The researchers also point to Columbus’ links to the wealthy Sephardic businessmen who helped fund his expeditions, bequests he made to other Jews and even the triangular symbol that Columbus used as a family signature of sorts, which is similar to inscriptions on gravestones of Sephardim. And they believe that Columbus’ one-day delay in leaving Spain in August 1492 was to ensure he did not set sail on the Jewish holiday of Tisha B’Av, which commemorates the destruction of the Holy Temple in Jerusalem.
If Columbus was, in fact, Jewish, he would have had every reason to obscure his true origins. For decades, Ferdinand and Isabella had been pursuing the fabled “Reconquista” of Spain, which saw the forced conversion and harsh persecution of tens of thousands of Spanish Jews and Muslims. Those Sephardim who converted and remained became known as Marranos. Those who refused to convert were forced to sell their possessions and leave the country entirely — the very same year that Columbus first set sail for the New World.
Some of the Colons in the Iberian Peninsula were pirates, albeit Jewish pirates. This would be another incentive for Cristobal to claim Genoese ancestry. However, an actual connection to this branch of the Colon family tree would also explain Cristobal’s extensive efforts to conceal his true past.
The three theories are:
(1) He was a member of the Colon Family of Barcelona. They were former Jews and merchants with strong economic ties with Genoa.
(2) He was a member of a former Jewish family in Aragon. In 2009, Georgetown University linguistic professor Estelle Irizarry published her book, “Christopher Columbus: The DNA of His Writings,” based on close examination of hundreds of documents written by Columbus. According to her research, he was born in the kingdom of Aragon, in Northern Spain, and his primary language was Castilian, although he knew Ladino, the Sephardic Jewish dialect of Castilian.
(3) He was from a minor noble family in Portugal. Columbus’ strong ties to Portugal have led many to believe he was born there, not in Genoa. Some historians have argued that his marriage into a noble Portuguese family would have been unlikely had he been an unknown (and yet-unproven) foreigner. In 2012, Fernando Branco, an engineering professor at the University of Lisbon, published a book that argued that Columbus was actually Portuguese-born and his real name was Pedro Ataíde.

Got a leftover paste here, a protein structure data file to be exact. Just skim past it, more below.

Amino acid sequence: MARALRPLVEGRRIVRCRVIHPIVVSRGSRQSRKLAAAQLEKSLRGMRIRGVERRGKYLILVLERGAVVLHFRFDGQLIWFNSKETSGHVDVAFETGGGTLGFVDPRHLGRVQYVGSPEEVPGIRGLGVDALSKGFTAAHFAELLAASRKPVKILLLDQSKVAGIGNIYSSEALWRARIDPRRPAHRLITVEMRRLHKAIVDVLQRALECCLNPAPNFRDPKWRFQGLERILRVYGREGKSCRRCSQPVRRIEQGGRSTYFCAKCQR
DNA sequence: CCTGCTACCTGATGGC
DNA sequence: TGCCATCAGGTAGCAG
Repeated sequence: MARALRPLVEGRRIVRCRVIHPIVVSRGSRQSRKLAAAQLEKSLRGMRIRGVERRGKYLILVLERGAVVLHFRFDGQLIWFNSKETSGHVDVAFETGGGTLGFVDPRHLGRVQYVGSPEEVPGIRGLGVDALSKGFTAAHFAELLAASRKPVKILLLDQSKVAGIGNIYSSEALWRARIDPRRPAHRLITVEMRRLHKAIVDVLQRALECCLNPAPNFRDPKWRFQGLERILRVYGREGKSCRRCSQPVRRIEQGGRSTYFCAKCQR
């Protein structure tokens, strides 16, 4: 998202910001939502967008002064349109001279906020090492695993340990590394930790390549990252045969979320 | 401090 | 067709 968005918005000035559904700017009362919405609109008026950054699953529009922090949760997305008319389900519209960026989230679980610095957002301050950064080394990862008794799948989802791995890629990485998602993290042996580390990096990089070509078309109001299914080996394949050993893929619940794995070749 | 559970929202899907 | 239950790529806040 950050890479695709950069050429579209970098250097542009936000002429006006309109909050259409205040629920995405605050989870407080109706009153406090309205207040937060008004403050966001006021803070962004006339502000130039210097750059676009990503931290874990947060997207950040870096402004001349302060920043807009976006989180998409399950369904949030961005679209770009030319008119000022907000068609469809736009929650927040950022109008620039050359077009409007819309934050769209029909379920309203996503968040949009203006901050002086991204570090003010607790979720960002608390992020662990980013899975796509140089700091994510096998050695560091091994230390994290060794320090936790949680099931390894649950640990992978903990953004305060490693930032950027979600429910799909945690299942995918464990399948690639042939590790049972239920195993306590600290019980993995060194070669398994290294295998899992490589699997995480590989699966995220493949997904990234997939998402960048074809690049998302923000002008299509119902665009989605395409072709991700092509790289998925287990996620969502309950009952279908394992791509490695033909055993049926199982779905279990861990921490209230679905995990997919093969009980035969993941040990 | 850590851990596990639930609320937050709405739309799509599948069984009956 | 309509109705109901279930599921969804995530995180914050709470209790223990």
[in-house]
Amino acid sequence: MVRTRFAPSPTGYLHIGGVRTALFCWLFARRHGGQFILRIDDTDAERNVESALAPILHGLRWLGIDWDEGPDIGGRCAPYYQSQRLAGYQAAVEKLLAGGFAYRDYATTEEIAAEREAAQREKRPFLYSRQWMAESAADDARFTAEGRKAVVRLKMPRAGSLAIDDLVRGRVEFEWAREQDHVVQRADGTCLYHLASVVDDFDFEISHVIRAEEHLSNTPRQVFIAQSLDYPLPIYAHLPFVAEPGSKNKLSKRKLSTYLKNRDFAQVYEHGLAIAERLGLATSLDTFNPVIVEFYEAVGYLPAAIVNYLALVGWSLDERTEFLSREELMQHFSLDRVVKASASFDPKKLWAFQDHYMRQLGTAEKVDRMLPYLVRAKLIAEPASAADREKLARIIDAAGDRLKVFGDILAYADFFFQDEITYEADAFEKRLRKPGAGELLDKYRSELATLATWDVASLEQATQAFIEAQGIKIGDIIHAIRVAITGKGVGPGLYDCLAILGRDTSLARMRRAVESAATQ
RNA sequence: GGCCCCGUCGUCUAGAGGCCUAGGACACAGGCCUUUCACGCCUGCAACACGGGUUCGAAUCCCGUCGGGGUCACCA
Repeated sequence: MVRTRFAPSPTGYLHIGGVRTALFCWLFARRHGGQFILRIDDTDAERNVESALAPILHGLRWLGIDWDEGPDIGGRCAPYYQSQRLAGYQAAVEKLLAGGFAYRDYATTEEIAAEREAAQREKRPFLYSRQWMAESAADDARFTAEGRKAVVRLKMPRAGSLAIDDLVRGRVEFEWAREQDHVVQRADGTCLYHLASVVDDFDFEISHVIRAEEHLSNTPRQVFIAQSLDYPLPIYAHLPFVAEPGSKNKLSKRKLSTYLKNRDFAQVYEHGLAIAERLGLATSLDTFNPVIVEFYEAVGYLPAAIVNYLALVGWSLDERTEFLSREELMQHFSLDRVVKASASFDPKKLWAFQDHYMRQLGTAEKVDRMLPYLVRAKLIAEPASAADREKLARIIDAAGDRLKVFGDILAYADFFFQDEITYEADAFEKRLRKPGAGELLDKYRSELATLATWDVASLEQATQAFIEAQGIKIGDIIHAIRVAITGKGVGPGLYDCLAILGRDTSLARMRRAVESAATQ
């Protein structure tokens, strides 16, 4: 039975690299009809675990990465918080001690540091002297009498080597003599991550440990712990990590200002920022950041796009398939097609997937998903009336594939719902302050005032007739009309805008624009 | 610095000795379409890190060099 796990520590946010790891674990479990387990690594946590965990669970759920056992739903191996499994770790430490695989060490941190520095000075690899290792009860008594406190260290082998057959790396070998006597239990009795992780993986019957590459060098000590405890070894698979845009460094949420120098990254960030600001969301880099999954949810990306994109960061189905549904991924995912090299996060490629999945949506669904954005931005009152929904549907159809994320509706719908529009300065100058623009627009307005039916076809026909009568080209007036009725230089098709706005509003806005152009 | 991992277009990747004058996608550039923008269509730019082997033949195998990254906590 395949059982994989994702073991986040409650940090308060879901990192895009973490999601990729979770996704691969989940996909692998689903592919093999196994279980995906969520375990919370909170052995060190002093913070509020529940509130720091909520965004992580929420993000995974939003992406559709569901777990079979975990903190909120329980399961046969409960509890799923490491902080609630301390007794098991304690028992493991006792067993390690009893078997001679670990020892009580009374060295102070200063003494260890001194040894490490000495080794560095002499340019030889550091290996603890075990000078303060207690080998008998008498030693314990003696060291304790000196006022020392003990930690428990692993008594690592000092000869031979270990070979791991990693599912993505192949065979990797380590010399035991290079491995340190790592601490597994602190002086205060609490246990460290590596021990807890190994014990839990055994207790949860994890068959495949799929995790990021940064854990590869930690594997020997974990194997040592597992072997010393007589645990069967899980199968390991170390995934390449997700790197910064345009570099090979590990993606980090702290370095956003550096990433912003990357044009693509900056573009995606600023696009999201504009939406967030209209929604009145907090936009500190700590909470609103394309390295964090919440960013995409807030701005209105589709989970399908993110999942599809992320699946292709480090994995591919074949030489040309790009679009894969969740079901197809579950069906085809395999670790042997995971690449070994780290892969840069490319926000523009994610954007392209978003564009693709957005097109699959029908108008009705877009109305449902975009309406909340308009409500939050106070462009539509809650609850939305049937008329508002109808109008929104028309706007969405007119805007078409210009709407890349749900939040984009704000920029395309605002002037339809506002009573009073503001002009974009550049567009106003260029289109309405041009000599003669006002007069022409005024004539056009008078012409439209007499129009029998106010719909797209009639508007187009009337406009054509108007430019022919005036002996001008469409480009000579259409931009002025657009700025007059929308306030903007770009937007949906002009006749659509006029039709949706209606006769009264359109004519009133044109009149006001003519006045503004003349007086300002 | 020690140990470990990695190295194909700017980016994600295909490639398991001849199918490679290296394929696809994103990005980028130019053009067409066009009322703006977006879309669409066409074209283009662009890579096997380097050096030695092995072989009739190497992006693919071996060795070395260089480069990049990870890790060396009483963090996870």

Ataíde, the illegitimate child of a Portuguese lord, was presumed to have died in a naval battle in 1476. But Branco and a number of Portuguese historians believe that he actually survived, and to avoid persecution for his family’s possible treasonous opposition to the Portuguese crown, changed his name to Colon.
A day to honor this nation’s heritage
Native American history is America’s history. It is the heritage or partial heritage of both the millions of descendants of the indigenous tribes of North America and 60+ million Latin Americans in United States. Whatever Cristobal Colon’s real ethnic identity, he had no directly connection to the establishment of the colonies that became the United States. When he died in 1506, he didn’t even know North America existed. It is time that we celebrate our own heritage.
For starters, why don’t all of you make your entire evening meal on October 12th with foods indigenous to the Americas. It is not that hard. Seventy percent of the vegetables and grains eaten by the world today, were indigenous to the Americas. As for my own plans, I am having smoked trout, green beans, a sweet potato and hush puppies. For dessert, I am eating a bowl of pineapple chunks, blackberries and blueberries (thawed out from the freezer)!
Enjoy your Native American meal!